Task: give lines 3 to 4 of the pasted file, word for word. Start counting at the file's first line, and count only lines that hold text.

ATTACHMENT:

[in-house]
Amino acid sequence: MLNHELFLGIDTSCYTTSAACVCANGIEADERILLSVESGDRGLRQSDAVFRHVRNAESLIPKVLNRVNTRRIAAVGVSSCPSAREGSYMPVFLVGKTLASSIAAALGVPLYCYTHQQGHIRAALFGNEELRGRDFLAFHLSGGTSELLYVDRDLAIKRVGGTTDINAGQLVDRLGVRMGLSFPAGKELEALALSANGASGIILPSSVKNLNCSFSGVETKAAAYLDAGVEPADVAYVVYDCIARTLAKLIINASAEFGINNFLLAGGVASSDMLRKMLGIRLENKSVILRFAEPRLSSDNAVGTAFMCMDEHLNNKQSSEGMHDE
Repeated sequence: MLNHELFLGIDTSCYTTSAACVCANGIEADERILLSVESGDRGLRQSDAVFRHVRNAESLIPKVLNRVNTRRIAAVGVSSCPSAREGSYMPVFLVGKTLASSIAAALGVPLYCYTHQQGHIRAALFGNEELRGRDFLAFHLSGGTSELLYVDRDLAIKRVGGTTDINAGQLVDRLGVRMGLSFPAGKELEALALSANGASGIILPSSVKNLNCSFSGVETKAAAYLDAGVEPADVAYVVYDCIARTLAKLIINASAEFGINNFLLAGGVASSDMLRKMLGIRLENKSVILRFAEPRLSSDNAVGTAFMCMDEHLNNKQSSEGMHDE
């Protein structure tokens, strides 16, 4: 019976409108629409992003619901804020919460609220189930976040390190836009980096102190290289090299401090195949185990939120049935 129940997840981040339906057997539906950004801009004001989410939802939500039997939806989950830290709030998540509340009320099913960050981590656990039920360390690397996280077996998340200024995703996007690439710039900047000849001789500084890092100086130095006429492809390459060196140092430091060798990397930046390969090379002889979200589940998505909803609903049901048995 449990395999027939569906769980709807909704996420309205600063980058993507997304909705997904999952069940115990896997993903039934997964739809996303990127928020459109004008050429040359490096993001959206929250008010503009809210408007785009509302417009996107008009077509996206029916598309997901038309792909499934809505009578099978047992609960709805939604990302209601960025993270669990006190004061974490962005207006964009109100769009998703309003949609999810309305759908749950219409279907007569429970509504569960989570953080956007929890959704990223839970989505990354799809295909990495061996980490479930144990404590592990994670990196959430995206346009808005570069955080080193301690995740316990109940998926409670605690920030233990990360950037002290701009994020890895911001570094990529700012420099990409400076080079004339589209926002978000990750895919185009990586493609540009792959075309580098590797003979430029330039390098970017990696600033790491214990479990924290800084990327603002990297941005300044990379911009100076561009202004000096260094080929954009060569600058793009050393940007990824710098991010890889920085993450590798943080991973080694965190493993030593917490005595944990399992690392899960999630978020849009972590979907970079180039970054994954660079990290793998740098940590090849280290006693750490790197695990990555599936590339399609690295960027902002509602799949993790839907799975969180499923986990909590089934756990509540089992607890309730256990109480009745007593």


Repeated sequence: MLNHELFLGIDTSCYTTSAACVCANGIEADERILLSVESGDRGLRQSDAVFRHVRNAESLIPKVLNRVNTRRIAAVGVSSCPSAREGSYMPVFLVGKTLASSIAAALGVPLYCYTHQQGHIRAALFGNEELRGRDFLAFHLSGGTSELLYVDRDLAIKRVGGTTDINAGQLVDRLGVRMGLSFPAGKELEALALSANGASGIILPSSVKNLNCSFSGVETKAAAYLDAGVEPADVAYVVYDCIARTLAKLIINASAEFGINNFLLAGGVASSDMLRKMLGIRLENKSVILRFAEPRLSSDNAVGTAFMCMDEHLNNKQSSEGMHDE
């Protein structure tokens, strides 16, 4: 019976409108629409992003619901804020919460609220189930976040390190836009980096102190290289090299401090195949185990939120049935 129940997840981040339906057997539906950004801009004001989410939802939500039997939806989950830290709030998540509340009320099913960050981590656990039920360390690397996280077996998340200024995703996007690439710039900047000849001789500084890092100086130095006429492809390459060196140092430091060798990397930046390969090379002889979200589940998505909803609903049901048995 449990395999027939569906769980709807909704996420309205600063980058993507997304909705997904999952069940115990896997993903039934997964739809996303990127928020459109004008050429040359490096993001959206929250008010503009809210408007785009509302417009996107008009077509996206029916598309997901038309792909499934809505009578099978047992609960709805939604990302209601960025993270669990006190004061974490962005207006964009109100769009998703309003949609999810309305759908749950219409279907007569429970509504569960989570953080956007929890959704990223839970989505990354799809295909990495061996980490479930144990404590592990994670990196959430995206346009808005570069955080080193301690995740316990109940998926409670605690920030233990990360950037002290701009994020890895911001570094990529700012420099990409400076080079004339589209926002978000990750895919185009990586493609540009792959075309580098590797003979430029330039390098970017990696600033790491214990479990924290800084990327603002990297941005300044990379911009100076561009202004000096260094080929954009060569600058793009050393940007990824710098991010890889920085993450590798943080991973080694965190493993030593917490005595944990399992690392899960999630978020849009972590979907970079180039970054994954660079990290793998740098940590090849280290006693750490790197695990990555599936590339399609690295960027902002509602799949993790839907799975969180499923986990909590089934756990509540089992607890309730256990109480009745007593």